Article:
Today it was announced that the British Government is “looking afresh” at our National Parks which could lead to new additions to the 15 currently designated (the official website is HERE).
In the meantime, I wonder how many of our existing National Parks you’ve visited, and which is your favourite. One of the finest of the existing National Parks (in this author’s opinion) is Brecon Beacons.
It’s a beautiful and rewarding place to walk, where high peaks hide glacial lakes in ancient moorland, while man-made reservoirs and canals blend with their natural surroundings, and waterfalls cascade down secret gorges and canals.
Castles, churches and monasteries bear witness to the rich history and heritage that can be experienced while walking in this unique area of natural beauty.
After all the turkey, pud, mince pies and drinks, wouldn’t it feel good to get out in the fresh air and get moving?
If you’re in reach of the Malvern Hills you’re spoilt for walking choices. How about climbing the Worcestershire Beacon? It only takes an hour and a half, ending at a café at St. Ann’s Well. It’s a circular walk so you end up back at your transport.
Or perhaps a delightful, gentle stroll that skirts Midsummer Hill then climbs to the landmark obelisk in Eastnor Park before descending to Eastnor village?
Field and woodland paths drop us close to Ledbury and a charming back route through the town to The Market House.
It’s a 2 hour linear walk with taxis available at the end if needed; just the right length to get moving again post-Christmas.
On flicking through outdoor activity magazines, you’ll see plenty of photographs of fit-looking intrepid types posing on rugged, windswept mountain peaks wearing plenty of layers. Is this you? Do you wish you were here? Or do you long to get away to kinder climates?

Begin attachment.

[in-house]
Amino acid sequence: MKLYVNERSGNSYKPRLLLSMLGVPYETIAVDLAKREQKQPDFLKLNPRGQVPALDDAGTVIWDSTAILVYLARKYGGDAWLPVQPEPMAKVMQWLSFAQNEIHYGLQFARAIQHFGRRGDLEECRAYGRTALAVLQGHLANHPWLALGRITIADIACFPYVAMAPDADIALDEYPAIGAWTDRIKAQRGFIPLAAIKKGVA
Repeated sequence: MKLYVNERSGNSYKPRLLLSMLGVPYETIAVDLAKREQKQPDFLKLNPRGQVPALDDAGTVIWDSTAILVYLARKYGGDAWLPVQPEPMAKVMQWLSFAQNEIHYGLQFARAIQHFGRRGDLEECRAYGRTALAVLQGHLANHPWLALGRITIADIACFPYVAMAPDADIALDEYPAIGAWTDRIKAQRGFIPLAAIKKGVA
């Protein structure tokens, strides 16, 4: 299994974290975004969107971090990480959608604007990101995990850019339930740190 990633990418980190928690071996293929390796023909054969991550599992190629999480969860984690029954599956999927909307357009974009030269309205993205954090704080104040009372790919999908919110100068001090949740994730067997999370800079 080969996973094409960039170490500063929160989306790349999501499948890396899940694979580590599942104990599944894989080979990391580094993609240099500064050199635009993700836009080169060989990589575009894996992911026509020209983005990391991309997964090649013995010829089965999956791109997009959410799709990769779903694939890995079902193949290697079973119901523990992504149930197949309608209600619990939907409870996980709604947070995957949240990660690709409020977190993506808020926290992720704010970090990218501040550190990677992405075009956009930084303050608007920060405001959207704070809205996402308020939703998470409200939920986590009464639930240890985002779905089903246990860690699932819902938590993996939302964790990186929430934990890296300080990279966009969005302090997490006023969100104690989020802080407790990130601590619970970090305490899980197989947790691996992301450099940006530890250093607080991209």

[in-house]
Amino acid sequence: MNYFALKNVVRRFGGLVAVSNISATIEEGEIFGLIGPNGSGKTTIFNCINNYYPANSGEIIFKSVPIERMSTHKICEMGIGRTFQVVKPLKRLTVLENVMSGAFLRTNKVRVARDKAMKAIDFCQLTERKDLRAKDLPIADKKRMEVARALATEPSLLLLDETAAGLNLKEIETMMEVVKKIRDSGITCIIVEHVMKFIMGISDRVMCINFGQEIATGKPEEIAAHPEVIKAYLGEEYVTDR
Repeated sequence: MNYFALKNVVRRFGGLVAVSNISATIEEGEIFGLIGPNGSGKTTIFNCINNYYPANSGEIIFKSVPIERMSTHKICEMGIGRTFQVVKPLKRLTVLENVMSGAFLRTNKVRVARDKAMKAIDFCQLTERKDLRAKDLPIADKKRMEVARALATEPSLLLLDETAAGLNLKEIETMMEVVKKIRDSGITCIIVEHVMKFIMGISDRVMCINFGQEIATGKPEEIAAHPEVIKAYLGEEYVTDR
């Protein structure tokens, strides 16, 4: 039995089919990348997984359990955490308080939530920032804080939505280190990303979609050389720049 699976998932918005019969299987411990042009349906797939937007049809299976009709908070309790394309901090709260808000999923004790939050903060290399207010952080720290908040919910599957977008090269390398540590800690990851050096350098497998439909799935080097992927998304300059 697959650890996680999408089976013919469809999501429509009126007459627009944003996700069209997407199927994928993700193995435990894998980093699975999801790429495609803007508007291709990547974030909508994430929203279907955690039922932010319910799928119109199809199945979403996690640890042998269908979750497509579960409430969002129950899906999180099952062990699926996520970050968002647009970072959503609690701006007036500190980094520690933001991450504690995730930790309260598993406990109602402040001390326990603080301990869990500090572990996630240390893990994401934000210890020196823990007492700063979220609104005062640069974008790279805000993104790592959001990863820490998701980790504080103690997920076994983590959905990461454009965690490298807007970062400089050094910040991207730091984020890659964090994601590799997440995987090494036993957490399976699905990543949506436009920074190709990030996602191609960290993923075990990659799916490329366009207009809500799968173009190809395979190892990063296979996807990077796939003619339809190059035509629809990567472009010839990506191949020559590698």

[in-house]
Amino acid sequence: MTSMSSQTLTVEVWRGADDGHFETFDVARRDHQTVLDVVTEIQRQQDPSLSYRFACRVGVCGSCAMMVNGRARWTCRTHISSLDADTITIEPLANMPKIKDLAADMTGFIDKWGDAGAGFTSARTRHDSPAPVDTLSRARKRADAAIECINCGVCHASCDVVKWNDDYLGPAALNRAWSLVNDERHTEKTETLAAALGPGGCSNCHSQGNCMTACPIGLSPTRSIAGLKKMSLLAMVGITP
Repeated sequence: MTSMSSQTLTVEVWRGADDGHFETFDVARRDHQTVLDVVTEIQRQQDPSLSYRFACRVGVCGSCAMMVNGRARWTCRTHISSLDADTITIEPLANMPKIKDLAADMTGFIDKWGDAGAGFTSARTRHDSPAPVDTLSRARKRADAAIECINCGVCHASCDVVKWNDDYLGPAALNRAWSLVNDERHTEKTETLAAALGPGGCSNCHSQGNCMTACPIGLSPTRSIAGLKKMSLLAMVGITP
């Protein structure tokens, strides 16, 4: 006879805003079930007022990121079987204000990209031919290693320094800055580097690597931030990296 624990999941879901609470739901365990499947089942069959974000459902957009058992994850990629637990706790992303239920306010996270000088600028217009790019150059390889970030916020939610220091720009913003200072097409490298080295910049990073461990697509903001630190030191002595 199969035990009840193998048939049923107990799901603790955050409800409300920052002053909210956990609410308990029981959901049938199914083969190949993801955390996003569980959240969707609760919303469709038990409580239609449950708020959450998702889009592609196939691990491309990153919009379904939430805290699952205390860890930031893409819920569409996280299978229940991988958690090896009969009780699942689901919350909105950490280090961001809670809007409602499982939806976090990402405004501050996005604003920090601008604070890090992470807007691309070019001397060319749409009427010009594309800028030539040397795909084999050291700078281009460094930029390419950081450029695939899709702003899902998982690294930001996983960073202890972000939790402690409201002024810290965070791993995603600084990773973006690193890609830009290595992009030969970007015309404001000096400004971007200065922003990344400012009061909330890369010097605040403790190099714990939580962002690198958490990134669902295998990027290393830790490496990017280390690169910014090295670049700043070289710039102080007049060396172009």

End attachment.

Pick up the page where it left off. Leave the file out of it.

Do you fit fairly neatly into one of the following groups?
THE INTREPIDS, striding through winter landscapes, dealing with biting winds and snow-capped hills in full weather-defying gear, and feeling invigorated as you finally reach a cosy country pub for a well-earned lunch.
How about England’s rugged and beautiful South Pennines? They’ve had quite a bit of a snow-dusting already this winter, although this pic taken on Corn Du was taken in summer.
WARM WEATHER WALKERS, escaping to warmer climes when winter bites at home, exploring in t-shirt, shorts, sunhat and sun-cream under a blue sky, sweating as they gain the heights, then
relaxing on a beach as the sun goes down.
There’s a whole lot of destinations within a 4-6 hour flight from northern Europe; Tenerife is ideal for pretty reliable gentle temperatures with several sunny hours per day.
For lots of walking destination ideas and inspiration, take a look HERE.
Of course, you might well have a boot in each camp so to speak, getting the best of all walking worlds. It would be great to know your opinions.
Dartmoor – a place of history, myths and legends.
The best way to experience its wild and wonderful moors and ancient stone villages is on foot.